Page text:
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AeroVironment Global Observer unmanned aircraft system successfully completes wing load tests

AeroVironment, Inc. (AV) (NASDAQ:AVAV) announced that a full size wing developed as part of the Global Observer™ Joint Capability Technology Demonstration (JCTD) program has successfully completed a series of Wing Load Tests (WLT) in support of the Global Observer flight test program.

The joint Department of Defense, NASA and AV team successfully performed the tests at the Flight Loads Laboratory located at NASA's Dryden Flight Research Center at Edwards Air Force Base (EAFB) in California. The team designed and built a specialized test fixture to apply loads to the modular, all-composite 175-foot Global Observer wing. The test validates the quality of AV's design, its analysis of flexible and lightweight structures and the resulting design tradeoffs made to maximize wing strength while minimizing weight -- a critical balance in achieving reliable flight endurance.

Global Observer is designed to be the first unmanned aircraft system (UAS) to provide robust, cost-effective and persistent communications and surveillance over any location, without latitude restrictions. The Global Observer JCTD program is sponsored by six U.S. government agencies that have provided more than $120 million in funding.

"These successful tests confirm that the Global Observer wing, one of the most critical elements of the system, is prepared to handle the stress of high altitude, long endurance flight," said Tim Conver, AV's chairman and chief executive officer. "With ground and wing load testing behind us we look forward to demonstrating Global Observer's unique ability to fly longer and higher over any location than any other aircraft. That ability can translate into more valuable reconnaissance and communications at a lower cost to military and non-military customers."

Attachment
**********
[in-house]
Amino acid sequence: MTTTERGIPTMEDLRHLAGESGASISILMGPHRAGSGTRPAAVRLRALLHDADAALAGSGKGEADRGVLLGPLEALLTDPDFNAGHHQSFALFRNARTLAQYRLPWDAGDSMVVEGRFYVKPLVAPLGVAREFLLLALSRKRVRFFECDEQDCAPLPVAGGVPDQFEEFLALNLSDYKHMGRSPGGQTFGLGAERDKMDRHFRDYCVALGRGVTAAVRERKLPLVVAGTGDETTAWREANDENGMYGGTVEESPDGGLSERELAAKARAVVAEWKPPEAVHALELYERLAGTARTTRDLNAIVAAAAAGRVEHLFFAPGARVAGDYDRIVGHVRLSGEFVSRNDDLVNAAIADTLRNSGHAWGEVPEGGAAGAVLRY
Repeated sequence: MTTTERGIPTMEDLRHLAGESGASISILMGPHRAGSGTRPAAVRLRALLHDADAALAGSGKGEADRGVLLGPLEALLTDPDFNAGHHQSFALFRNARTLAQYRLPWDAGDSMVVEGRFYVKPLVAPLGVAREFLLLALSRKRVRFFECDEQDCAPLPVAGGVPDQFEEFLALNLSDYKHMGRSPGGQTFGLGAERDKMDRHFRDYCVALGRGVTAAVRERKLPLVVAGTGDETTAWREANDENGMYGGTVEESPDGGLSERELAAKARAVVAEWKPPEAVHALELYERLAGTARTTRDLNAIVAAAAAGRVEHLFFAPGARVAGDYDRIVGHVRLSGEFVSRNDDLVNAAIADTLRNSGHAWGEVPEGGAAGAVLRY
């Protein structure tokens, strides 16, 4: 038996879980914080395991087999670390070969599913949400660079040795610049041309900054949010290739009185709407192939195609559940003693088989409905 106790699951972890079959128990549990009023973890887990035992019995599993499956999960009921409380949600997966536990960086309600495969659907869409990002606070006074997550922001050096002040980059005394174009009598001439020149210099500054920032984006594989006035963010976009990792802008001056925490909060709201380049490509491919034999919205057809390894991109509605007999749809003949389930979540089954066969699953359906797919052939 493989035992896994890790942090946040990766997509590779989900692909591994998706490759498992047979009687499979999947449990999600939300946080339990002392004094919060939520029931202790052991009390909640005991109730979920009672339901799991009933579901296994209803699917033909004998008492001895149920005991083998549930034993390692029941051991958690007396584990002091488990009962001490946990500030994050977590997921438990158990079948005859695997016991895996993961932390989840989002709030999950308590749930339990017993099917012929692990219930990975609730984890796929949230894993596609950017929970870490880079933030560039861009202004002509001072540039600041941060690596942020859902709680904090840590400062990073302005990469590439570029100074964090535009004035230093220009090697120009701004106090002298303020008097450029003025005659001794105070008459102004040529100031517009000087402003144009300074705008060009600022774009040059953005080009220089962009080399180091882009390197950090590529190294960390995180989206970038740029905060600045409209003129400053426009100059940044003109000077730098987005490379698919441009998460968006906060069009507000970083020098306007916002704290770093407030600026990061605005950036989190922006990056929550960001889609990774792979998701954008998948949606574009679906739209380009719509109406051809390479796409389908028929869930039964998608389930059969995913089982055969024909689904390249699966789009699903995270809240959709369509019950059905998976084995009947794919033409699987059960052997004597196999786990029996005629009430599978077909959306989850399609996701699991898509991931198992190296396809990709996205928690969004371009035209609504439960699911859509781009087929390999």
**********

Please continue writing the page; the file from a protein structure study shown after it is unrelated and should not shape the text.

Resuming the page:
Wing loading refers to the dynamic stress that aircraft wings experience as a result of normal flight, turbulent air and aircraft maneuvers. The primary purpose of the WLT is to demonstrate the integrity of the Global Observer wing structure and acquire data that allow for validation of the design and comparison to actual flight test data.

The structural integrity of the wing was tested by applying loads to the wing that approximate the maximum loads Global Observer is designed to withstand. Four simulated test sorties were performed on the wing with loads being applied in both positive (pulling up) and negative (pushing down) directions. The wing successfully passed all tests.

Each aircraft in a Global Observer system is designed to fly at an altitude of between 55,000 and 65,000 feet for five to seven days. In addition to flying above weather and above other conventional airplanes, operation in this altitude range means that communications relay payloads on the aircraft could potentially be able to service a circular area on the surface of the earth up to 600 miles in diameter, equivalent to more than 280,000 square miles of coverage. Two Global Observer aircraft would alternate operation over any location on the globe every five to seven days to provide seamless coverage, making this the first solution to provide customers with practical, affordable coverage, wherever and whenever required.

Communications relay and intelligence, surveillance and reconnaissance (ISR) payloads are being prepared for installation into the aircraft. Once development flight tests have been completed, payloads will be installed and joint operational utility flight demonstrations will be performed at EAFB.

Global Observer is designed to address an urgent national security need for a persistent stratospheric platform and to offer a means to satisfy numerous high value civil and commercial applications. The system is intended to provide mission capabilities that include robust observation over areas with little or no existing coverage, persistent communications relay, the ability to relocate the system as required by theater commanders, dedicated communications support to other UAS and tactical on-station weather monitoring and data support.

Press release issued by AeroVironment, Inc. on August 11, 2010


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